Mati Kirschenbaum

Translated from Polish by: Marzena Szymańska-Błotnicka

 
Pinchas
Balak
Pride Month Sermon
For Shavuot
Bamidbar
EMOR
Acharei Mot
YOM HAZIKARON AND YOM HA’ATZMA’UT
Shemini
SHABBAT CHOL HAMO’ED
Vayikra
Terumah
Yitro
BESHALLACH
VAYECHI
Vayigash
CHANUKAH
Vayeshev
VAYESHEV
Vayera.
NOACH
Too Big, It Must Fail
CHOL HAMOED SUKOT
Haazinu
Ki Tetzei
Chazon
Matot-Massei
Pinchas
Pinchas
KORACH
Force of habit, passivity, fear and their consequences
The King and his Son. Thoughts on Parashat Naso
On Jewish Unity and Diversity. Thoughts on Parasha Bamidbar
Whom Can We Trust?
Has the Time Come For a Jubilee Year?
EMOR
Once Again About the Needy
PESSACH  2019
Ideological wars and social unrest: what can we do about them?
The World Between Order and Chaos
TZAV
Democracy and Responsibility. Thoughts on Parasha Vajikra.
What’s the Role of Religion?
TETZAVEH
What does the Tabernacle symbolize?
A Good Example Shows the Way
Chaos and hate – our outer and inner enemy
Freedom Once Gained Must Never Be Given Up
Parashat Vayera
One Person Can Change the History of the Entire World
Divine Actions Viewed as the Sum of Human Actions
Turning point. Thoughts on the parashat Miketz
Enslaved in Parental Lack of Attention and Brotherly Jealousy
Wrestling in the night
To lie or not to lie? Thoughts on Parashat Vayetze
Infertility – A Shared Problem
External and Internal Beauty.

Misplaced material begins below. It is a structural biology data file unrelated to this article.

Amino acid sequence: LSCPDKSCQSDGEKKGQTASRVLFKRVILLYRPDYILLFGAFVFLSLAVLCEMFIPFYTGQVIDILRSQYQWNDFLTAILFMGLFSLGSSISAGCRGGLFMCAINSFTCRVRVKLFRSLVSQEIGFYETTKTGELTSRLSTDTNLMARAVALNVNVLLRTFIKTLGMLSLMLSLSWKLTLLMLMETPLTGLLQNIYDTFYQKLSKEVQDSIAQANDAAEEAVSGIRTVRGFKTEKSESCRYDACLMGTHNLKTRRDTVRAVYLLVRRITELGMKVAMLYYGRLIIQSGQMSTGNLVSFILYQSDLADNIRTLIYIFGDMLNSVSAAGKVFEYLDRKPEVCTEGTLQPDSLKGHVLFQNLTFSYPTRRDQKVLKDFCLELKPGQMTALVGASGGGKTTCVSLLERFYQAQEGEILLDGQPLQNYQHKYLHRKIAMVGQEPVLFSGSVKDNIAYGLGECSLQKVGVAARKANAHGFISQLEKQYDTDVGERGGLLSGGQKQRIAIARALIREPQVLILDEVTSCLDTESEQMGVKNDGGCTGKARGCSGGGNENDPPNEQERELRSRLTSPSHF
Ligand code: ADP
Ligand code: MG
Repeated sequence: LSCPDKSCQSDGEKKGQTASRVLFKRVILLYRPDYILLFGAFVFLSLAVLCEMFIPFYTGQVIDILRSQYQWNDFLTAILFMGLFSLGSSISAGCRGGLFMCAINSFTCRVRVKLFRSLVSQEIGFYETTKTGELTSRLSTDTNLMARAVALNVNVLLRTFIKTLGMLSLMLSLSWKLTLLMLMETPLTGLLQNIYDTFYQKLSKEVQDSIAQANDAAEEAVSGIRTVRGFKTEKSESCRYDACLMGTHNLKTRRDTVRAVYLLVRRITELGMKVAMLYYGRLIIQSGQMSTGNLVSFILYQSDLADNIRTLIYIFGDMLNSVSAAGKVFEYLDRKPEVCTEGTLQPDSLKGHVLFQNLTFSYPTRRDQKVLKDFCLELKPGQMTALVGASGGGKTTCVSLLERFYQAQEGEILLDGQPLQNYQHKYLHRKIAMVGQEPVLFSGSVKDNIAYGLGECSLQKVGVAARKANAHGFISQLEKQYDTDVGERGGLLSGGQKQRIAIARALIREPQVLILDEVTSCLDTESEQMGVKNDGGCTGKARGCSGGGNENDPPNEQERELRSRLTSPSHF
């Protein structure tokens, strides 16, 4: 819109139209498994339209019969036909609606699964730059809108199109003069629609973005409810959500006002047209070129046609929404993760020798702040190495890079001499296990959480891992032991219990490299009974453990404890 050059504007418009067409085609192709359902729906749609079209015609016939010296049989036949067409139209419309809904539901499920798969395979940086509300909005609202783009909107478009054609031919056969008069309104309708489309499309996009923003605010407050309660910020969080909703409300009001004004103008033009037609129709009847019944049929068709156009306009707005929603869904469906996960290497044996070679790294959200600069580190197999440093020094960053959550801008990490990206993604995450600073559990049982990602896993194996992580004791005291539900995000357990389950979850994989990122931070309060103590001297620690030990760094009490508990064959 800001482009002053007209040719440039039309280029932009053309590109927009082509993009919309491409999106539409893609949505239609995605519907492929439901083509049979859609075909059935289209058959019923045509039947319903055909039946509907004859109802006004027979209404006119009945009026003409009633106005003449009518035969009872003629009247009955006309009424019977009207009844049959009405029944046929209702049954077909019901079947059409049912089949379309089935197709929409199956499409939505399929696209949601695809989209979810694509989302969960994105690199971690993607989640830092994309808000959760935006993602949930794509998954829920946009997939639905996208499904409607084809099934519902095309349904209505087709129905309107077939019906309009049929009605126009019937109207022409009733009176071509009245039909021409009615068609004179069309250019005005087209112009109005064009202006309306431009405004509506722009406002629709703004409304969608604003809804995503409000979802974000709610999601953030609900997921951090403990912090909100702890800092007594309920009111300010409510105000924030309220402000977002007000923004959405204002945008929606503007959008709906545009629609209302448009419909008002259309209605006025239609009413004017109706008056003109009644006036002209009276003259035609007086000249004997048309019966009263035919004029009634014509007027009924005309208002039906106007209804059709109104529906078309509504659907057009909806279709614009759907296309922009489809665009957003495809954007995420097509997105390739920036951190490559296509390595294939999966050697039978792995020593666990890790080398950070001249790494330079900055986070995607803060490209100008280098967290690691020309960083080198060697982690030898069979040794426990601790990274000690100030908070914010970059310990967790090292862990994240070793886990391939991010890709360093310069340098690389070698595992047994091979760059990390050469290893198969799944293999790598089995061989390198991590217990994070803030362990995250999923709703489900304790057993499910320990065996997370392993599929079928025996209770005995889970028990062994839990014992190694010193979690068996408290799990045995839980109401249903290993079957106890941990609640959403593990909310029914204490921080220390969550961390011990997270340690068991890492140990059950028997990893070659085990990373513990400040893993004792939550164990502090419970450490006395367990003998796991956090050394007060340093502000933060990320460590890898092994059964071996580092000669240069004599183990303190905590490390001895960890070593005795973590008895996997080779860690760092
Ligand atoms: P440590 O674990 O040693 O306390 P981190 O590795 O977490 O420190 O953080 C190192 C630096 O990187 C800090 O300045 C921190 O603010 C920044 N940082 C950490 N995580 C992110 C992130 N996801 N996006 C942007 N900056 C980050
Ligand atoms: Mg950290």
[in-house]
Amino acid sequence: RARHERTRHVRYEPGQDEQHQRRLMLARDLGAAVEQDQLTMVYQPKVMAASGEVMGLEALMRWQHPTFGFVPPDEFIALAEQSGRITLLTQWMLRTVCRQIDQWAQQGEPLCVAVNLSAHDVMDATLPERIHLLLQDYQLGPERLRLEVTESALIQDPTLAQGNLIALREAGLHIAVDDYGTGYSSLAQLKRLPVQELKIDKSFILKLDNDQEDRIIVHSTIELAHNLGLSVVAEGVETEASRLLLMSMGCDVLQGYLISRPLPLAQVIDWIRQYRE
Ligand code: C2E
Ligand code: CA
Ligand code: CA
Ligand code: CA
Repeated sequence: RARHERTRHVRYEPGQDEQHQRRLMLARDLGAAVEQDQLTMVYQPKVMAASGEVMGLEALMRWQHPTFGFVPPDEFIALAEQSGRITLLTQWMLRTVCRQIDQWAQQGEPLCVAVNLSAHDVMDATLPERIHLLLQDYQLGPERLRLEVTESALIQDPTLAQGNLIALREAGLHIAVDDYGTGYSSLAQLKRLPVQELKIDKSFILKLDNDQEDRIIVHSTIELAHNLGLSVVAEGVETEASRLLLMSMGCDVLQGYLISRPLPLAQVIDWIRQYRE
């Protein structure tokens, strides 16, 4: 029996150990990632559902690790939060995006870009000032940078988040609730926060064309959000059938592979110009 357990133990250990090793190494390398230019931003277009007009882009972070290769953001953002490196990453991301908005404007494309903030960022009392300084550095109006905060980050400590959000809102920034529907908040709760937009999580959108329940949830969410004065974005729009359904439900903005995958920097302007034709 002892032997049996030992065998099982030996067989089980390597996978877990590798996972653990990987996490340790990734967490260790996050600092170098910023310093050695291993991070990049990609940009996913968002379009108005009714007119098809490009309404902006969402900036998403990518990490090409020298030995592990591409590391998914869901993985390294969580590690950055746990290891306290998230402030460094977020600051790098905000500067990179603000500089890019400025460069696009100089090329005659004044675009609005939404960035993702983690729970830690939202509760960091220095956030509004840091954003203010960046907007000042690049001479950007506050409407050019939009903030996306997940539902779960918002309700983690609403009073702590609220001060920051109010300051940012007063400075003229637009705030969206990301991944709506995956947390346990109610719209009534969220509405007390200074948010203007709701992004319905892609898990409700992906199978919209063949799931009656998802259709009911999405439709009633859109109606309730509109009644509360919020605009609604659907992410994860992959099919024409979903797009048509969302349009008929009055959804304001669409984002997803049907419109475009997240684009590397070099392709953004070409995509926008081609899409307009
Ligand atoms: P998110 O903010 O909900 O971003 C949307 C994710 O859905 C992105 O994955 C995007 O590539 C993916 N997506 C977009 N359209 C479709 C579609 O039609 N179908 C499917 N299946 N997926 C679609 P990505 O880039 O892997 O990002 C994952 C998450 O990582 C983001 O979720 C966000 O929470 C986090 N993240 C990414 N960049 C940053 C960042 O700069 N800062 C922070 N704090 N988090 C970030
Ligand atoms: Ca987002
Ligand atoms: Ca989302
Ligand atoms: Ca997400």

Local Government vs Sodom
LECH LECHA
The meaning of life. Thoughts on parashat Lech Lecha.
Trying Our Best – Just Like Noah Did
Killing Anger. Thoughts on Parashat Bereshit.
An Ephemeral Booth or a Lasting Legacy? How Should We View Our Lives?
SUKKOT
Is Progress Actually Always Progress? Thoughts on Parashat Haazinu.
YOM KIPPUR 2018 JONAH
KOL NIDRE
Nabożeństwo Jom Kipur | Yom Kippur Prayer 2018
Standing Before the Heavenly Court
ROSH HASHANAH MORNING
EREV ROSH HASHANAH
To love is to see potential. Thoughts on Parashat Nitzavim
Time to be grateful [Ki Tavo]
Elul – the Month of Judgment
Good fortune and justice. Thoughts on Parashat Ree.
SHABBAT EKEV
Who will hear my Shma?
The role of women in traditional Judaism. Reflection on parashat Pinchas.
Thoughts on Parashat Bamidbar
What Kind of Society is “Without Blemish”?
Pesach: Matzah, Spring and Freedom
Vayakhel and Pekudei – Candles, Blessing, Shabbat!
Cindy Paley Poland Tour 2017
Concert Neal Brostoff&Marcin Król – Hebrew Melodies